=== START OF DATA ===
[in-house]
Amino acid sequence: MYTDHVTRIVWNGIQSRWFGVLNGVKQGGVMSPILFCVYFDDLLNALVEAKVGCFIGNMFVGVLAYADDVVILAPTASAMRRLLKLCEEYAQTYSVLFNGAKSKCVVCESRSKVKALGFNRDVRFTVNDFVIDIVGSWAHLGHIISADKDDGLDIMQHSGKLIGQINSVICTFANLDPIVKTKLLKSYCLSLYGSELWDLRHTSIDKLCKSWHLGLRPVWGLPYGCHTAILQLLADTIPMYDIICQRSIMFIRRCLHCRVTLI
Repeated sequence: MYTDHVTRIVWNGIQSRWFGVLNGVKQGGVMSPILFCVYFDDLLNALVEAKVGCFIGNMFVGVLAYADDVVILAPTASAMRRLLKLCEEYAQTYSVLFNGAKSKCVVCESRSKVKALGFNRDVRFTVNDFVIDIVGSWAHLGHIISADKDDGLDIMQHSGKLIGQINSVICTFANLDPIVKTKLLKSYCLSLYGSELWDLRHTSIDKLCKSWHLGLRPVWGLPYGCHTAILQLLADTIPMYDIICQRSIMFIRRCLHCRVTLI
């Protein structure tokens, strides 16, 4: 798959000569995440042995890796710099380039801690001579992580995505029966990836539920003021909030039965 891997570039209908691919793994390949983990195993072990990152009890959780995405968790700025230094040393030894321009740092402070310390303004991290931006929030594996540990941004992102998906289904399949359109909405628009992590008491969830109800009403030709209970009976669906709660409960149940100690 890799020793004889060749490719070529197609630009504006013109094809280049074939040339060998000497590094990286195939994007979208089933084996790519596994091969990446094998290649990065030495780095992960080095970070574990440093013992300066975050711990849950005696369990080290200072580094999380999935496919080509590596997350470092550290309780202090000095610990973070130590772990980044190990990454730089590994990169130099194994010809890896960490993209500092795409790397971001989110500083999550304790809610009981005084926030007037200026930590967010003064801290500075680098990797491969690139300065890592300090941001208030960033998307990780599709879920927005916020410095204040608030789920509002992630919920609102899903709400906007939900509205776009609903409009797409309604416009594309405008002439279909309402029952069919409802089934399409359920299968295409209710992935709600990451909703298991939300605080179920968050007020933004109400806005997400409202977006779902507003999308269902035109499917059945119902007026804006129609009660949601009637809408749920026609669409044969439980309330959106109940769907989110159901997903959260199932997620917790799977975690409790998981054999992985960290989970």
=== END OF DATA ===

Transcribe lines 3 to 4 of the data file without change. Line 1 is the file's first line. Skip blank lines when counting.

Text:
Repeated sequence: MYTDHVTRIVWNGIQSRWFGVLNGVKQGGVMSPILFCVYFDDLLNALVEAKVGCFIGNMFVGVLAYADDVVILAPTASAMRRLLKLCEEYAQTYSVLFNGAKSKCVVCESRSKVKALGFNRDVRFTVNDFVIDIVGSWAHLGHIISADKDDGLDIMQHSGKLIGQINSVICTFANLDPIVKTKLLKSYCLSLYGSELWDLRHTSIDKLCKSWHLGLRPVWGLPYGCHTAILQLLADTIPMYDIICQRSIMFIRRCLHCRVTLI
């Protein structure tokens, strides 16, 4: 798959000569995440042995890796710099380039801690001579992580995505029966990836539920003021909030039965 891997570039209908691919793994390949983990195993072990990152009890959780995405968790700025230094040393030894321009740092402070310390303004991290931006929030594996540990941004992102998906289904399949359109909405628009992590008491969830109800009403030709209970009976669906709660409960149940100690 890799020793004889060749490719070529197609630009504006013109094809280049074939040339060998000497590094990286195939994007979208089933084996790519596994091969990446094998290649990065030495780095992960080095970070574990440093013992300066975050711990849950005696369990080290200072580094999380999935496919080509590596997350470092550290309780202090000095610990973070130590772990980044190990990454730089590994990169130099194994010809890896960490993209500092795409790397971001989110500083999550304790809610009981005084926030007037200026930590967010003064801290500075680098990797491969690139300065890592300090941001208030960033998307990780599709879920927005916020410095204040608030789920509002992630919920609102899903709400906007939900509205776009609903409009797409309604416009594309405008002439279909309402029952069919409802089934399409359920299968295409209710992935709600990451909703298991939300605080179920968050007020933004109400806005997400409202977006779902507003999308269902035109499917059945119902007026804006129609009660949601009637809408749920026609669409044969439980309330959106109940769907989110159901997903959260199932997620917790799977975690409790998981054999992985960290989970």